Everyday Messenger, is the honeymoon over?

IMG_7837Last April I wrote about the daily contents of my Peak Design Everyday Messenger bag, also called the EDM (See In the bag).  This week I would like to write about the EDM bag itself; while there are many reviews of this bag online I would like to share my experiences.  When I first saw the promo for the EDM I said to myself, “nice, but not for me.”  Like other Peak Design products, crowd funding through Kickstarter was the means of getting the bag early.  Although not wasn’t interested in the bag, I wanted to help Peak Design because I’ve supported them in the past.  They make quality photography gear and I was still willing to put money behind a new product even if it wasn’t for me!  After months of reading early reviews, seeing promos, and the opinions of others, I decided to get the bag.  At $220, the EDM was not a cheap venture considering I already had a perfectly fine camera bag.  I finally decided to keep my other bag and if the EDM didn’t work out, I’d sell it.  If Peak Design’s EDM didn’t live up to the hype, there was a fallback plan.  Well, after seven months with my Peak Design EDM, I feel comfortable saying how this worked out.

First off, a little background, I’m an amateur photographer so my livelihood isn’t dependent upon selling photos.  There are no clients, no deadlines, no business obligations, so photography is the coolest hobby as someone who is retired!  In 2010 I had back surgery and finding the right bag took years, literally.  I bought so many bags online in search of the “the one” that between shipping and selling, I’ll admit loosing few bucks.  After three years, I finally settled on a well known brand, a backpack, and it’s a GREAT bag.  This backpack had enough room for all my stuff and seemed to fit well on my back.  I had to carry this bag all day before it started hurting.  Obviously, the Peak Design EDM was much smaller and concessions would be necessary to seriously attempt this transition.  How much gear would need to be ditched?  After the number of bags I’ve been though, how could any messenger bag compare?  Needless to say, there were  concerns.

Many people will tell you that there is no perfect camera bag, and I believe this to be true.  However, this current backpack was as close as I had come to perfection.  While waiting for the EDM, I decided honestly look at my current bag situation and make changes before the EDM arrived.  After reading a piece written by Ken Rockwell I knew changes were needed. I wrote in my previous blog, In the bag, in where Rockwell says, “trying to be prepared for everything makes you prepared for nothing” and when carrying less gear “you’ll be more relaxed and have better time, again leading to more fun and better pictures.”  It clicked, so I went in to strip down mode 1.0 and ditched anything not used in recent memory and reevaluated EVERYTHING in the backpack.  When my Peak Design EDM arrived, I was going to be ready.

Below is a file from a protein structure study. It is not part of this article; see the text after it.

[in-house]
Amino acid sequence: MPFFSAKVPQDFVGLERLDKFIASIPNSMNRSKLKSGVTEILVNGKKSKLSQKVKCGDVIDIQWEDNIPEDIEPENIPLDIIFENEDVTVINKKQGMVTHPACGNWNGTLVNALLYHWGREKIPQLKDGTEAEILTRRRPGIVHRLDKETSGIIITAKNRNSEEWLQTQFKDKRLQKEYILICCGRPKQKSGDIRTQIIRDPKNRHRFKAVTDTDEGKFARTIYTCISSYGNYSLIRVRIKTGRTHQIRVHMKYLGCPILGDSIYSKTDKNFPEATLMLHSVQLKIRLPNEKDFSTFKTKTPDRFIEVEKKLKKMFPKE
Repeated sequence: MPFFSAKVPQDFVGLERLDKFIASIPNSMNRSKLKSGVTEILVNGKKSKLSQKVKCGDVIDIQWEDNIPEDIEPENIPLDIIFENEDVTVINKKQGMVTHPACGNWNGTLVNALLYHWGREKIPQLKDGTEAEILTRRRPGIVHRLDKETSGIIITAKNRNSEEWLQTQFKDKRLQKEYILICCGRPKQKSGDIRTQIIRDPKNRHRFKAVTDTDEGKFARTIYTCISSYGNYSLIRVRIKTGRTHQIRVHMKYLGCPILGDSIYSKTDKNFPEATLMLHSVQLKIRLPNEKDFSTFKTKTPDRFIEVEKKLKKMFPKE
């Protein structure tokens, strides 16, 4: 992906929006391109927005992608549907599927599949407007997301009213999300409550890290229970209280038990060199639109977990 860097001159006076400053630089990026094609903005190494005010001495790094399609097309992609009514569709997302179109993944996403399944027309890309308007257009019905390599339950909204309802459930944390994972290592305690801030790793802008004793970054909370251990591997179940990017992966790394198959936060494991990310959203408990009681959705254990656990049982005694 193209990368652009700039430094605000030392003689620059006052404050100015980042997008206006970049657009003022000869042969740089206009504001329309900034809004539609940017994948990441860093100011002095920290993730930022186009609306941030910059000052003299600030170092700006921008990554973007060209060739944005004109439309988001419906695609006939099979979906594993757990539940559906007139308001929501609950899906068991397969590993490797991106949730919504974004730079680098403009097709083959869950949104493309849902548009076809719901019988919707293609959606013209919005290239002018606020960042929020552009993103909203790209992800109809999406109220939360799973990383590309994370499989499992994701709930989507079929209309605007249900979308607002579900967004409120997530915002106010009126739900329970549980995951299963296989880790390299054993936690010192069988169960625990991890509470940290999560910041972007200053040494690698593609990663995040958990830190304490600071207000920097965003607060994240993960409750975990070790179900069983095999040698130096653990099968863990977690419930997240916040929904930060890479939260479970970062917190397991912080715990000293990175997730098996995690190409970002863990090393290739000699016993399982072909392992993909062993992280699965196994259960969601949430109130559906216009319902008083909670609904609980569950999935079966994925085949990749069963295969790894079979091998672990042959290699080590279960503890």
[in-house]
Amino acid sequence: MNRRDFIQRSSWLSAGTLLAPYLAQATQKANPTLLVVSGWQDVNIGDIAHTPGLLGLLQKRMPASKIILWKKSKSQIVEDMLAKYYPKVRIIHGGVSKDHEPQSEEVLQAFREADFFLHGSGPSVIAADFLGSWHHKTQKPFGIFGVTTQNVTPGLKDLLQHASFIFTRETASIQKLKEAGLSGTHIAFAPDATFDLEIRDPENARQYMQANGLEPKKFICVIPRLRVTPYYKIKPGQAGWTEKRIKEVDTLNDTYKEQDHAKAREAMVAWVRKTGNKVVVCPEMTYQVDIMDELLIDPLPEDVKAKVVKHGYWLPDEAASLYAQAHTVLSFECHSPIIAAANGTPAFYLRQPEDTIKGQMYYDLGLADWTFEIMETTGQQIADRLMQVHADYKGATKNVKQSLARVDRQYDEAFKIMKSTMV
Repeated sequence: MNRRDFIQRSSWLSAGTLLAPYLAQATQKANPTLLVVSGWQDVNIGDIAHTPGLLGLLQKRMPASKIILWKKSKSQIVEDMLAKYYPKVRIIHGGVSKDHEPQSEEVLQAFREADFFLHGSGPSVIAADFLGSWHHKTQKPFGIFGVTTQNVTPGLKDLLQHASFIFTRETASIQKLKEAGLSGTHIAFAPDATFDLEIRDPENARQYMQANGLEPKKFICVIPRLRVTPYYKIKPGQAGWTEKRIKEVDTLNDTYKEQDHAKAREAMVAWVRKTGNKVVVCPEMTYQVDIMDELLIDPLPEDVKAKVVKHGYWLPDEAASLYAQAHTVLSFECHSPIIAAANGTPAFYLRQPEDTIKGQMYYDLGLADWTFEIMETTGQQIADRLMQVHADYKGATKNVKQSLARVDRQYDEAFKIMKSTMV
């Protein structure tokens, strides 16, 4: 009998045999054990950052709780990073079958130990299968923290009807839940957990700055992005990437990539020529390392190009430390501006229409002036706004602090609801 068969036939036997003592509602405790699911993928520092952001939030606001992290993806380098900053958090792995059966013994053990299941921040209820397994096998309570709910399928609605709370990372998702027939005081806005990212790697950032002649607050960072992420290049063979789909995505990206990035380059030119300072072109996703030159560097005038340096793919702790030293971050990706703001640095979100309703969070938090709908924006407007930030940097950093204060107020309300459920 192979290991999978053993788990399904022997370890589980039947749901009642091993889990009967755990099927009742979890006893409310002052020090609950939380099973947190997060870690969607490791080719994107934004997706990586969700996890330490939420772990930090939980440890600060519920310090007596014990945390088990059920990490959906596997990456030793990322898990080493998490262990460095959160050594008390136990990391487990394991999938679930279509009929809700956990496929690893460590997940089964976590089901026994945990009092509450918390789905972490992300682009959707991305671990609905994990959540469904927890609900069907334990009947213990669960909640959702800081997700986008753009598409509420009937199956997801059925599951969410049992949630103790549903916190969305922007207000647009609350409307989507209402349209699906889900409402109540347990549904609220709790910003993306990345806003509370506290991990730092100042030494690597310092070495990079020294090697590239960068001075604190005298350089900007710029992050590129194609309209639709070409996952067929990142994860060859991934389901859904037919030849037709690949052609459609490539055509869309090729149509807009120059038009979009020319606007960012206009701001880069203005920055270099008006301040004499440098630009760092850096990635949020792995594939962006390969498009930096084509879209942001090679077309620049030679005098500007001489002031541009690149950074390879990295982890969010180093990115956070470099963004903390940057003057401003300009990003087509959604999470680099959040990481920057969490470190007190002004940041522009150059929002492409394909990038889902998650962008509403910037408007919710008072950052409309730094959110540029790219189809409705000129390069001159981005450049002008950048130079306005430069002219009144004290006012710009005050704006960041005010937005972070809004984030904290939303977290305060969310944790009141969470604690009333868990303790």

Well it arrived and I still couldn’t fit my freakin’ gear in the EDM, before I had a knee jerk reaction and sold gear, I decided to strip down to essentials only.  Which lenses did I use daily?  I hadn’t used a flash in over a year, did it need to be in my daily carry?  Which gear of this already stripped down load could I not leave the house without.  Ok, strip down mode 2.0 coming up…  In the end, after spending months setting up the EDM, it was 100% totally worth it!  I now carry a lighter bag with actually need gear versus everything on the planet “just in case.”  The bag can be configured inside to suit your needs and provides decent protection.  Will it protect it like my backpack would?  No, however, in my daily needs that backpack was overkill.  I now carry my camera much more often with the EDM than before in that huge backpack full of goodies!  I have no problem with the EDM while traveling, it fits under the front seat on an airplane, and is generally out of the way when not needed.

So who would likely benefit from the Peak Design EDM?  If you shoot mostly from home, it’s perfect.   If you like to carry a bunch of lenses and accessories, it’s probably not for you.  It’s also probably not for you if you’re a hiker doing overnighters in tents where a backpack is a necessity.  My personal experience is that the Peak Design Everyday Messenger forced me to downsize my gear, which was needed!  I now carry essential items only and am shooting more because the EDM is with me daily and less time is spent rummaging through a backpack for something.  As for that back surgery, the EDM isn’t quite as comfortable as the backpack but the trade off is that it’s much lighter.  I’ve had no major issues carry it as I did with some backpacks.  So last week I sold $1300 worth of lenses and accessories, plus the backpack in my “fallback plan” has a new home.  Overall, the transition to the Peak Design Everyday Messenger has been positive.  I discovered much about what I truly needed versus what was nice to have, and I’m happier while out shooting. Yes, there is NO perfect camera bag and no “one size fits all.”  I would never tell anyone they needed to run out and buy this EDM now.  However, I will say it worked for me and I’m very happy with it as I am with all my Peak Design products.


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